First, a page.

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Physical disability and bladder and sexual dysfunction: Interrelationships in women with multiple sclerosis

O'Hagan, Maria T; (1995) Physical disability and bladder and sexual dysfunction: Interrelationships in women with multiple sclerosis. Masters thesis (M.Phil), UCL (University College London). Green open access

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Abstract

MS is a devastating and debilitating disease and it has among its sequalae a variety of disabilities as well as significant disturbance of the autonomic nervous system. These disturbances may affect the psychological, physical, sexual and social well-being of the individual. Though physical disability, perceptions of disability, bladder and sexual dysfunction have been studied as single entities, there is ample evidence to suggest that patients with MS encounter multiple and diverse problems and these are often inextricably linked. The purpose of this study was two-fold, firstly to investigate the relationships between impairments (as measured by the Kurtzke scale) and their manifestation in terms of physical disabilities. Secondly, to examine interrelationships between in the first instance, physical disability, urinary symptoms and sexual dysfunction and then examining perceptions and beliefs in relation to performance. Forty women with clinically definite multiple sclerosis, aged between 18 and 50 years and referred to the hospital rehabilitation team were consecutively recruited to the study. Interview schedules, self-report questionnaires and observation of performance were used to measure the following variables: impairment, physical disability, perceptions of physical disability, bladder and sexual dysfunction, mood state, quality of life and perceived control. The tools of measurement included the Kurtzke Functional Systems and Expanded Disability Status Scales, a perceived level of disability questionnaire, the Rivermead Mobility Index, a timed walk, a urinary symptom questionnaire, the Golombok Rust Inventory of Sexual Satisfaction, the Profile of Mood State questionnaire and scales to measure quality of life and perceived control. Non parametric statistics were used to analyse the complete data available in the forty subjects. Some of the hypotheses posed in the study were supported, some were not. Reasons for this are discussed fully in relation to the literature.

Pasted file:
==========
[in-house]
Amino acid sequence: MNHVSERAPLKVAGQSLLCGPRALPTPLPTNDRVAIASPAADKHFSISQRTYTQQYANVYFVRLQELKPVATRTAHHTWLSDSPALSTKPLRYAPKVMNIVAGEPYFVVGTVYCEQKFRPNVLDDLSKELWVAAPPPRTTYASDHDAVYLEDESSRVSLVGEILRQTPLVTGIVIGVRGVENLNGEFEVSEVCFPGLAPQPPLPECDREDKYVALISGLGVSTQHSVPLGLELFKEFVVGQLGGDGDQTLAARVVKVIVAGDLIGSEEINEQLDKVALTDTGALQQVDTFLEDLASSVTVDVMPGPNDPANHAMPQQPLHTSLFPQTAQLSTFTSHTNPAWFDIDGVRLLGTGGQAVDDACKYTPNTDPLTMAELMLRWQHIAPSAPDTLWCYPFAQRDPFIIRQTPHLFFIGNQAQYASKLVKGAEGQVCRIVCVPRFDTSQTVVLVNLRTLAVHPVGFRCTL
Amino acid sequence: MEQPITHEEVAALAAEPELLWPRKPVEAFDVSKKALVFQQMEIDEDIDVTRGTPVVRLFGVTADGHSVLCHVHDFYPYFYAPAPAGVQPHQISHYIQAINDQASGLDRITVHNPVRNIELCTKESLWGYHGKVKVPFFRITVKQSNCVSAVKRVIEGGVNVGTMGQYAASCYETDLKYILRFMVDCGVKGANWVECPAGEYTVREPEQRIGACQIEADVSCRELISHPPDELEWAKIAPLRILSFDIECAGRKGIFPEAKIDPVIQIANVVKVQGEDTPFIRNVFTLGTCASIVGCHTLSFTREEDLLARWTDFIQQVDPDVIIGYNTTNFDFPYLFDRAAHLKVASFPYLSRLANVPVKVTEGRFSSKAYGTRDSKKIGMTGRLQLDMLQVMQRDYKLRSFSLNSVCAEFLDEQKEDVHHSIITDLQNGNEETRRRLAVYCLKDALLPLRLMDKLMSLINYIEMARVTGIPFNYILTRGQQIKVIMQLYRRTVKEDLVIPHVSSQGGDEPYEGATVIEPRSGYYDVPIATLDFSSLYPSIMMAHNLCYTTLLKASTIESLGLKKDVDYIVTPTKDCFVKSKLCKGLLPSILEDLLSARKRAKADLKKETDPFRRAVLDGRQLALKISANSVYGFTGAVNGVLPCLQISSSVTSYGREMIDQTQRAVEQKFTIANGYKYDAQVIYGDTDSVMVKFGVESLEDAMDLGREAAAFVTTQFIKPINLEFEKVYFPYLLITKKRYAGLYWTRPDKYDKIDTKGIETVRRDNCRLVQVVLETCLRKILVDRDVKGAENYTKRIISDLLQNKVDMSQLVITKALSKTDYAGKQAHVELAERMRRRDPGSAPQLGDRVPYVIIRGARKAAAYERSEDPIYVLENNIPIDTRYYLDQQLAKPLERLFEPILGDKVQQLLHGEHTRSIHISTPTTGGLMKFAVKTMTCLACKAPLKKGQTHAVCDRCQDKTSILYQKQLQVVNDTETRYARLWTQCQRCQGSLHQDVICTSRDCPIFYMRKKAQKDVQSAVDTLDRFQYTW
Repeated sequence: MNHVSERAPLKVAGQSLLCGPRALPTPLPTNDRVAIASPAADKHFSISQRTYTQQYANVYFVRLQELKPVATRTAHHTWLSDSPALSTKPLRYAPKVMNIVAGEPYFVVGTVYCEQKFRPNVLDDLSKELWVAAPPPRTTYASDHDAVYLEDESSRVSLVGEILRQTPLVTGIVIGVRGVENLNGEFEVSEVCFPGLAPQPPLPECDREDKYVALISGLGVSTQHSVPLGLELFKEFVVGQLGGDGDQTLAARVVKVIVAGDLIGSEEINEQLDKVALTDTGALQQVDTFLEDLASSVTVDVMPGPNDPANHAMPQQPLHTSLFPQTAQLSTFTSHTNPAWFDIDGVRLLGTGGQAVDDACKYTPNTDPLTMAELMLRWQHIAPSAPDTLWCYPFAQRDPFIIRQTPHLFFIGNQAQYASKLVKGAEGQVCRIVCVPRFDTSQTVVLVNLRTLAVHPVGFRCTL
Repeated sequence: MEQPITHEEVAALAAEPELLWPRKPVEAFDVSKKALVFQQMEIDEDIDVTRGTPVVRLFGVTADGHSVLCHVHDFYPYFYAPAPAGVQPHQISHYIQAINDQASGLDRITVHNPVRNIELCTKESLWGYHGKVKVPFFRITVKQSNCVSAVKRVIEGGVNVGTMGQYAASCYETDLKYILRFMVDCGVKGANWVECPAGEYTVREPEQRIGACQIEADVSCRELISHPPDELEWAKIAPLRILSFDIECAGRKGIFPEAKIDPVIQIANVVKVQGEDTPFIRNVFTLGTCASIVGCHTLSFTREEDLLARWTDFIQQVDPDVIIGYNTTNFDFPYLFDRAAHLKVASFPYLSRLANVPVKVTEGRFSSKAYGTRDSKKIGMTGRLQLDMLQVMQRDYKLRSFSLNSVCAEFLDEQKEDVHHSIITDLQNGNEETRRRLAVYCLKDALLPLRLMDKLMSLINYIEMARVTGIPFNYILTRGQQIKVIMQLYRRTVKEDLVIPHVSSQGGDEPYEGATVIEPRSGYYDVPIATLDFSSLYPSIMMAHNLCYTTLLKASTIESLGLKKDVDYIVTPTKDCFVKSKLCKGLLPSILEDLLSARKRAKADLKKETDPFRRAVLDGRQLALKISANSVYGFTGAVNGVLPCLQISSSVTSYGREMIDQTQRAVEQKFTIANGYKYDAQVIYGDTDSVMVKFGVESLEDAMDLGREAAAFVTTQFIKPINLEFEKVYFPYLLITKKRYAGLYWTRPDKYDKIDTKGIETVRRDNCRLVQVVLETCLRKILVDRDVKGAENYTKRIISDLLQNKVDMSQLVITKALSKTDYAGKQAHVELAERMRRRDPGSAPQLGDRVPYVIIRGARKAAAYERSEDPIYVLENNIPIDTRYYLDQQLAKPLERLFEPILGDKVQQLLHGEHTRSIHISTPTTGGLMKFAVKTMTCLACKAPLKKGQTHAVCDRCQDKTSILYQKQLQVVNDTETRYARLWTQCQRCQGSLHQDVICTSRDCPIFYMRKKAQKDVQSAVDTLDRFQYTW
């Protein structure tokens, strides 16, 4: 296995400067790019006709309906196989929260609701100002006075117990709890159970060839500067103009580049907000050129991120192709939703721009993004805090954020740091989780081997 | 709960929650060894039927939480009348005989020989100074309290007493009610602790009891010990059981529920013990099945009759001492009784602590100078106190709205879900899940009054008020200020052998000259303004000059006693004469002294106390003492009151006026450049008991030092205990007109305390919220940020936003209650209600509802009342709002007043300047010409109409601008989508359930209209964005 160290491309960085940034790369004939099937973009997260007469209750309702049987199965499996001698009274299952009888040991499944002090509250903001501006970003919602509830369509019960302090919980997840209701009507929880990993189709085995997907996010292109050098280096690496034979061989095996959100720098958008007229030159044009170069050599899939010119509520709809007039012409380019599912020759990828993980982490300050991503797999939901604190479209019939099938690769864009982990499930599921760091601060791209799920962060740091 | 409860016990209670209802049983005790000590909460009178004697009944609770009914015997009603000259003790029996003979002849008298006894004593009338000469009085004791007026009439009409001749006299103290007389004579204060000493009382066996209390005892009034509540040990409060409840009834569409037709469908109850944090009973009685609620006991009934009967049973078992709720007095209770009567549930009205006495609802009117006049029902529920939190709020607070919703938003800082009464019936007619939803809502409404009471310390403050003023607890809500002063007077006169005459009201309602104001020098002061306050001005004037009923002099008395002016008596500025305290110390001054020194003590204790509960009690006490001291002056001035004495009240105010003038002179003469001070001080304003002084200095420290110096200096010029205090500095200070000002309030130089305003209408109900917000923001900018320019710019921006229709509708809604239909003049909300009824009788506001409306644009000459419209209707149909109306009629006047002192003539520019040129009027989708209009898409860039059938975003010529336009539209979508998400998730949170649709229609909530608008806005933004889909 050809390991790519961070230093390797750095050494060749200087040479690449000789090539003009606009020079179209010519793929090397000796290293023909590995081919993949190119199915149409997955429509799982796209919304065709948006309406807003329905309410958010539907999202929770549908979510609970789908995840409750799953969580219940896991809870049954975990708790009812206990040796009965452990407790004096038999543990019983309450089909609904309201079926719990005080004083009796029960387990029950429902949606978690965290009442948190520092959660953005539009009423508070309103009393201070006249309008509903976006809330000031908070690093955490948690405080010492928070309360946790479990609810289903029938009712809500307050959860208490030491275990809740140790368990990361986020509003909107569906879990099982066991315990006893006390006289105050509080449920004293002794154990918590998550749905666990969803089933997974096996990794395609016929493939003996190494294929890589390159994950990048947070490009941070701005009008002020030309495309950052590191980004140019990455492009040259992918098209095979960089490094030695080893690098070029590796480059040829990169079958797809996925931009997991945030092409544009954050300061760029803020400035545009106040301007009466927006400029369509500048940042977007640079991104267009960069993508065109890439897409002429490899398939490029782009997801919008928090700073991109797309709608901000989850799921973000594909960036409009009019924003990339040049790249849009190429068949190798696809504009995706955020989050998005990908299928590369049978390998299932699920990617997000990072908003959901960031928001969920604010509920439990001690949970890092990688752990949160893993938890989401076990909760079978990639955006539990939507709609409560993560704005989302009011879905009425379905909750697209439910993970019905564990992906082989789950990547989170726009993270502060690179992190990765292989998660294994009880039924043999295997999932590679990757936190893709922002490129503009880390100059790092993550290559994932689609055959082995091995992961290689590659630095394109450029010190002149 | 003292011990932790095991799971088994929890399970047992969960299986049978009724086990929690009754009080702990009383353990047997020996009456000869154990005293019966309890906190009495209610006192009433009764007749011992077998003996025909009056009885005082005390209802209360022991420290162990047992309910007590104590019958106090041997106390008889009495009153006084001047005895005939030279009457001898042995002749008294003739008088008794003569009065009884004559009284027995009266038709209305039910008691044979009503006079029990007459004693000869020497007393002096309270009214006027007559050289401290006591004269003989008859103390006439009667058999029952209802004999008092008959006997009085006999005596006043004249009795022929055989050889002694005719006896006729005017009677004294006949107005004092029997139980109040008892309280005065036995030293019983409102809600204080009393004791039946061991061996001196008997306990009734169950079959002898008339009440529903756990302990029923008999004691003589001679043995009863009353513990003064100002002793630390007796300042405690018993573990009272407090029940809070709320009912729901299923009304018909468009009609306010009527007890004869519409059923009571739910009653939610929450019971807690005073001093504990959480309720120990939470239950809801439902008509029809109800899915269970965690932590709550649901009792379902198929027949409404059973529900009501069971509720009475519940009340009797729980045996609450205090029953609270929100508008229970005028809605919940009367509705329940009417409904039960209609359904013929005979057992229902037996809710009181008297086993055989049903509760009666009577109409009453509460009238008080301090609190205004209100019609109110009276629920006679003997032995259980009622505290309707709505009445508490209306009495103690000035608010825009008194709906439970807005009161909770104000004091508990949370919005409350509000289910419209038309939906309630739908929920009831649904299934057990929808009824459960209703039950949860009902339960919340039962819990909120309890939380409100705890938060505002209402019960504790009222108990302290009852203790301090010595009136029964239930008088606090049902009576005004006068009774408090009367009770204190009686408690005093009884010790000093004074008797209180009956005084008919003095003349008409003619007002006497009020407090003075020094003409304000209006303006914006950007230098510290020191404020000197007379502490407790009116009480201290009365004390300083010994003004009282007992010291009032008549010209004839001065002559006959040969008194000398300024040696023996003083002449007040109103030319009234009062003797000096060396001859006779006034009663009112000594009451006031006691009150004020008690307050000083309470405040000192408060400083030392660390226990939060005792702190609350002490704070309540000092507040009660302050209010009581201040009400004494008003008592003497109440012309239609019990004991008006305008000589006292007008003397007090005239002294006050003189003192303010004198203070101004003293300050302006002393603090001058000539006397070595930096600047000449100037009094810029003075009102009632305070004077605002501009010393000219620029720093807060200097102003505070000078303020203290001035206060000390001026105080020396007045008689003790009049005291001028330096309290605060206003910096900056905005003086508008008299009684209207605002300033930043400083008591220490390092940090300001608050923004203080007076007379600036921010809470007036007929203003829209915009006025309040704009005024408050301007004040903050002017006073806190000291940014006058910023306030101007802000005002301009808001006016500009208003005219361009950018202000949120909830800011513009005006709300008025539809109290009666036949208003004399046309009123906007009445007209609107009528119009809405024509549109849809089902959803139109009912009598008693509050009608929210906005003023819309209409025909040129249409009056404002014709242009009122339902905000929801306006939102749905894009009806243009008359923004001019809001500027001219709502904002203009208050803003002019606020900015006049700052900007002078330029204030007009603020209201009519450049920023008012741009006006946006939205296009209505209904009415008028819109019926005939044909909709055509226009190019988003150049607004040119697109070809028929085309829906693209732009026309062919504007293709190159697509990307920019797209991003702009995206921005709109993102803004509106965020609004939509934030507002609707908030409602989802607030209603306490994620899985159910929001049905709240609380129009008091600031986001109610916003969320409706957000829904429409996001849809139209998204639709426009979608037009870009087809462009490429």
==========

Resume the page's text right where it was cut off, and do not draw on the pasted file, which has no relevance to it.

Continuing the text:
Type: Thesis (Masters)
Qualification: M.Phil
Title: Physical disability and bladder and sexual dysfunction: Interrelationships in women with multiple sclerosis
Open access status: An open access version is available from UCL Discovery
Language: English
Additional information: Thesis digitised by ProQuest.
Keywords: Social sciences; Health and environmental sciences; Interrelatiosnships; Multiple sclerosis; Women
URI: https://discovery.ucl.ac.uk/id/eprint/10099983
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